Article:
First, introspective people–as I hinted earlier–rarely find time for others’ needs.  They have the immensity of their own depraved heart to occupy themselves. I have seen this played out throughout the years and, in fact, I speak from experience. When one delves deeply routinely into the many conspiracies of the heart he will sink in them. The heart is deceitful above all things, even deceiving us to think we only need to dwell in it.  The pastor may encourage his people to examine whether they are loving, desiring, and pursuing God as they should. But if this is the theme of his preaching and pastoral ministry he is building a congregation of morbid purists. This is why–I argue–there is legitimacy to those who call us to look to Jesus (Heb. 12:2). But generally when some call us to look to Jesus, they are in fact calling us to look back to our hearts to see whether we are looking to Jesus. Again, this is problematic and only exacerbating the problem. We do not look to Jesus as a lucky-charm, rather we look to Jesus because we reflect his glory and righteousness. Those who are united to Jesus become like Jesus. Those who worship Jesus become like Jesus. We look to Jesus, so that we move from self-examination to living out our faith with joy, peace, and abundant satisfaction (Ps. 16:11).

Ultimately, introspection is deadly. It is not surprising, then, to see those who walk about with defeatist spirits sporting their defeatist introspective theology.

Secondly, this motif plays out in the Eucharistic life of a church. At this point, I criticize even my own Reformed tradition. Though strongly committed to Reformed truth I am also aware that instead of producing joyful Christians, our tradition produces an army of introspective experts.

This is seen most clearly in the Reformed liturgy. Some churches justify their monthly or quarterly communion by stating that the congregation needs a week or more to examine themselves for the day (usually Sunday evening) of the Lord’s Supper. But what kind of vision are we perpetuating for our people? That the Lord’s Supper depends on our worthiness? That the Supper demands an environment of perfected introspection? That the Supper and somberness are part of the same context?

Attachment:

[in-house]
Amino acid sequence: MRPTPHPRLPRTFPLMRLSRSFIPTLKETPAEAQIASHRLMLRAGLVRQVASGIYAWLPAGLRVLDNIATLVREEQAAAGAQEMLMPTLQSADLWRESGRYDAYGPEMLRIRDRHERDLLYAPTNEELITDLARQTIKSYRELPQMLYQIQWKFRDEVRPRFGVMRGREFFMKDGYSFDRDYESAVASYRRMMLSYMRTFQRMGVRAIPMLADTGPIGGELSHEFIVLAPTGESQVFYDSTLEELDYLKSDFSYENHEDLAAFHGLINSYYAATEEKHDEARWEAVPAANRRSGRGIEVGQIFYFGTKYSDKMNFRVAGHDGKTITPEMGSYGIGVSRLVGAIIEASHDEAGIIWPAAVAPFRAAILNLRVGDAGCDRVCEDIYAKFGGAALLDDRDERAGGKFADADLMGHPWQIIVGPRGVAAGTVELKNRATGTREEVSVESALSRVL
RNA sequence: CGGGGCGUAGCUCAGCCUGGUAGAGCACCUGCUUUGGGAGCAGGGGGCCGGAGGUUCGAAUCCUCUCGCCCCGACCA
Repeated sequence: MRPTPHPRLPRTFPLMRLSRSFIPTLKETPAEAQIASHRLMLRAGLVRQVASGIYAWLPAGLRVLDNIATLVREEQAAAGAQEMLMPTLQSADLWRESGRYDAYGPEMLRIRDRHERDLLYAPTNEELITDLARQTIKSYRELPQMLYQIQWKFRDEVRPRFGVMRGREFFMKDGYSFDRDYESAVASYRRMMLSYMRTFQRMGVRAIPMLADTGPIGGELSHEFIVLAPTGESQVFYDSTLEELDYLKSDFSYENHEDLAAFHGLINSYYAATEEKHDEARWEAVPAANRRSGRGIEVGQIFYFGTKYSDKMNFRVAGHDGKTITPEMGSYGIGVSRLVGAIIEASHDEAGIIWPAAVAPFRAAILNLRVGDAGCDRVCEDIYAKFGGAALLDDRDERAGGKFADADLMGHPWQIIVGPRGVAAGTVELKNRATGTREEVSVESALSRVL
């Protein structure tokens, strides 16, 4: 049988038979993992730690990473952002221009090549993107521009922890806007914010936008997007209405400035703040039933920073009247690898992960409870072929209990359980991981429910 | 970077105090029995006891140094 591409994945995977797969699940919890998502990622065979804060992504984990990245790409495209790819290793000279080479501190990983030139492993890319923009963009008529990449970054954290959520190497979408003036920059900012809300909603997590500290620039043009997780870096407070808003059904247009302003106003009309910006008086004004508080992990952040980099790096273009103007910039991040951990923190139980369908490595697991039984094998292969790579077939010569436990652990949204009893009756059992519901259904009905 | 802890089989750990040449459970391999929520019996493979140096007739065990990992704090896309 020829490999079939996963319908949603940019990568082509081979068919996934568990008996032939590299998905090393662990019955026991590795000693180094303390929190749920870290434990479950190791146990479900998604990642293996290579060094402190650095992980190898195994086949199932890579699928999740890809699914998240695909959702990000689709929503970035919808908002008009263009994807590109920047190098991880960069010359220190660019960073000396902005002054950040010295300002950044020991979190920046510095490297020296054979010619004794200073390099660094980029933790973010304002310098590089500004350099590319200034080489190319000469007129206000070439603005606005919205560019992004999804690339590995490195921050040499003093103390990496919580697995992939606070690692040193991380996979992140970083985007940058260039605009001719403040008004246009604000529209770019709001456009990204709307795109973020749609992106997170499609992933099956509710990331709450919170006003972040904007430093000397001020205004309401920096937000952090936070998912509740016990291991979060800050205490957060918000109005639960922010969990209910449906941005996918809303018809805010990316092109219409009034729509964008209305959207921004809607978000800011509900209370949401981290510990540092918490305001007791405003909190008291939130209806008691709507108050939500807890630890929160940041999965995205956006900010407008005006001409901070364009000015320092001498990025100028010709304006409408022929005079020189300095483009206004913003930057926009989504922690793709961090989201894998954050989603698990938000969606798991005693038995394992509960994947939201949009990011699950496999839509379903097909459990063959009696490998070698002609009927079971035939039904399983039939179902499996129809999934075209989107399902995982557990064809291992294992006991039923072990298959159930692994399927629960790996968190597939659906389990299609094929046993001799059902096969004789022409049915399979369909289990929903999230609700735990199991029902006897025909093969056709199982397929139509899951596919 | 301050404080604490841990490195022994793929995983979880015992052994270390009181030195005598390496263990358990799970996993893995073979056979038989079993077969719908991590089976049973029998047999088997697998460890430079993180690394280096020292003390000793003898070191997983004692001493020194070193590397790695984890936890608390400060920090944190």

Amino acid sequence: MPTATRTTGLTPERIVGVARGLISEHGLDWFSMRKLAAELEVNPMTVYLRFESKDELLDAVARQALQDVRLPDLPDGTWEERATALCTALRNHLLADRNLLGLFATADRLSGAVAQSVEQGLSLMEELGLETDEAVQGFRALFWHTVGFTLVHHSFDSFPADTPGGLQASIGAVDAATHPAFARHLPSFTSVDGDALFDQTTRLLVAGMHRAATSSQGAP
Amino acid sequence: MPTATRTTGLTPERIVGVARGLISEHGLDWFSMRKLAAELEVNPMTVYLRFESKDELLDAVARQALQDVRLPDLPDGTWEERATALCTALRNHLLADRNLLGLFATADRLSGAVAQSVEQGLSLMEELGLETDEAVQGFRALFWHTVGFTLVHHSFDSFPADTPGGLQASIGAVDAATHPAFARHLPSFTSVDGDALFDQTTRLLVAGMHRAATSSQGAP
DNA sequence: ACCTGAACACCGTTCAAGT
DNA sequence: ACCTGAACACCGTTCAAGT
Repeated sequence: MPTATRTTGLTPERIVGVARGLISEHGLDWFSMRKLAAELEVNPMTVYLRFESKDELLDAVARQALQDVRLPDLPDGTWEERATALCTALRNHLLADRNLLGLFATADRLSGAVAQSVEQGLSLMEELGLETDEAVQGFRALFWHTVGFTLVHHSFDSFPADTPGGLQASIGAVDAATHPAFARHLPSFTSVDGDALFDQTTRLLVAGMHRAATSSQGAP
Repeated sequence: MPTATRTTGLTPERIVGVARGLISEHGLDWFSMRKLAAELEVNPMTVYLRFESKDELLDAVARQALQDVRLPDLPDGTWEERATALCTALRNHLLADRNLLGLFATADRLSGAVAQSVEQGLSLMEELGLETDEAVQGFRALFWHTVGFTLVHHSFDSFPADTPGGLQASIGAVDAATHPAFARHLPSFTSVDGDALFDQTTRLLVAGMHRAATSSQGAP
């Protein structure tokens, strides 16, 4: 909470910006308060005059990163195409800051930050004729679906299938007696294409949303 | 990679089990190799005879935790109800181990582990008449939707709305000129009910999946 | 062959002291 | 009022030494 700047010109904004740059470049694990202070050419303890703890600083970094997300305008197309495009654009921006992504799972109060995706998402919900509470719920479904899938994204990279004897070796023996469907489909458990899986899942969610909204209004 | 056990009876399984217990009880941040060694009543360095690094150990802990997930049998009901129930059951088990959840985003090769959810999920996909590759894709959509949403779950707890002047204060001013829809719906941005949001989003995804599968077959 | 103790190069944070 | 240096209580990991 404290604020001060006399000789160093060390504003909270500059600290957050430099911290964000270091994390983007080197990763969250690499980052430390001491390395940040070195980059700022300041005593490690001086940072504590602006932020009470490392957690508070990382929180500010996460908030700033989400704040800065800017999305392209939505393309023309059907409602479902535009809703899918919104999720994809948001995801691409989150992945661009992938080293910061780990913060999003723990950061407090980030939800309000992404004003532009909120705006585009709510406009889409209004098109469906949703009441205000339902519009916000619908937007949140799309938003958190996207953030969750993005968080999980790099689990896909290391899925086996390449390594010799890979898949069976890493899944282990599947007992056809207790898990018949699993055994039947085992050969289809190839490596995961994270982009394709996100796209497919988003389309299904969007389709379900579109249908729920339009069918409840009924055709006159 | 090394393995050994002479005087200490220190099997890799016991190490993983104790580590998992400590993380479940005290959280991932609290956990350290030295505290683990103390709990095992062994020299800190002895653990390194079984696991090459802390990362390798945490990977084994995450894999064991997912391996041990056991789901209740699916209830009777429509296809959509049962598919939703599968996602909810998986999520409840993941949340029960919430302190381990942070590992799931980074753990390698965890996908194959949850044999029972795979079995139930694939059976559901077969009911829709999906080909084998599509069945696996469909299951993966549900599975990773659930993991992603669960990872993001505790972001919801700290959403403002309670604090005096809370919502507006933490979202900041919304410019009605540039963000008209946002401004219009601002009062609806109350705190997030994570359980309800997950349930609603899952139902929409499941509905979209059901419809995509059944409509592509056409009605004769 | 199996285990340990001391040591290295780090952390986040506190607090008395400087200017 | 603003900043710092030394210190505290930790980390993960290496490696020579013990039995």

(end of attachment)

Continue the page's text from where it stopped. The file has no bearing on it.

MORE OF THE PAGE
It is my contention that until we are able to undo the decisively introspective evangelical culture we are going to provide ammunition to non-Christians. We must recover a healthy self-examination, but also a redemptive display of over-abundant joy.

First Sunday in Lent: Psalm 25, David’s Distress and Deliverance

People of God, this is the first Sunday in Lent. And as we enter into this season we will take a look at Psalm 25. In fact, if you plan on meditating on a biblical book this Lenten Season, I encourage you to make your way through the Psalms several times. If you have been here at Providence for at least a couple of years you may be able to sing through about 25 of those psalms.

If we were to ask ourselves what is unique about the psalms, a good way to begin answering this question is by saying that “in the law and the prophetic writings, it is God who speaks to his people; in the Psalter, we listen to the saints speaking to God.[1] It is the language of God’s people. The reason the Psalms are so inviting is because it is the language of life, of worship, and of the deathbed. Geerhardus Vos wrote the following words: “Our Lord himself found his inner life portrayed in the Psalter and in some of the highest moments of his ministry borrowed from it the language in which his soul spoke to God, thus recognizing that a more perfect language for communion with God cannot be framed.”[2]  This morning we are called to place the psalms in front of you, and see the psalms as images of a Christ-centered people.

In the 25th psalm we see a man after God’s own heart. David’s trust, his many conflicts, his great transgression, his bitter repentance, and his deep distresses are all here.”[3]  The psalmist makes painful references to the skills and cruelty of his enemies. This is the lament of David under distress, and this is his response to the unfathomable pain he is enduring. But though we are looking at only the first ten verses, it is wise to keep this psalm together. David individualizes his pain in this section, but ultimately David is speaking on behalf of the bride. David sees his distress as the distress of God’s people, Israel. We get to that in the last verse of this song: “Redeem Israel, O God, out of all his troubles.” David’s supplications are communal. As we consider this passage, do not forget that David is acting as Bride. David is us. He is the picture of redemption accomplished and applied in the midst of suffering; in the midst of grief; in divine guidance. More

On Postmillennialism: Jonathan Edwards

The future promised advancement of the kingdom of Christ is an event unspeakably happy and glorious. The Scriptures speak of that time, as a time wherein God and his Son Jesus Christ will be most eminently glorified on earth. —Jonathan Edwards, A History of the Work of Redemption

Jonathan Edwards’s Imagery

I am in a sense addicted to Edwards’ Biblical imagery. Simply put, it appears that he is the medicine our modern day preaching needs to ignite a true godly revival in the church. So, which is more important, heaven or hell? According to Edwards’ a good image painted with eloquent but accurate language can display God’s love and wrath.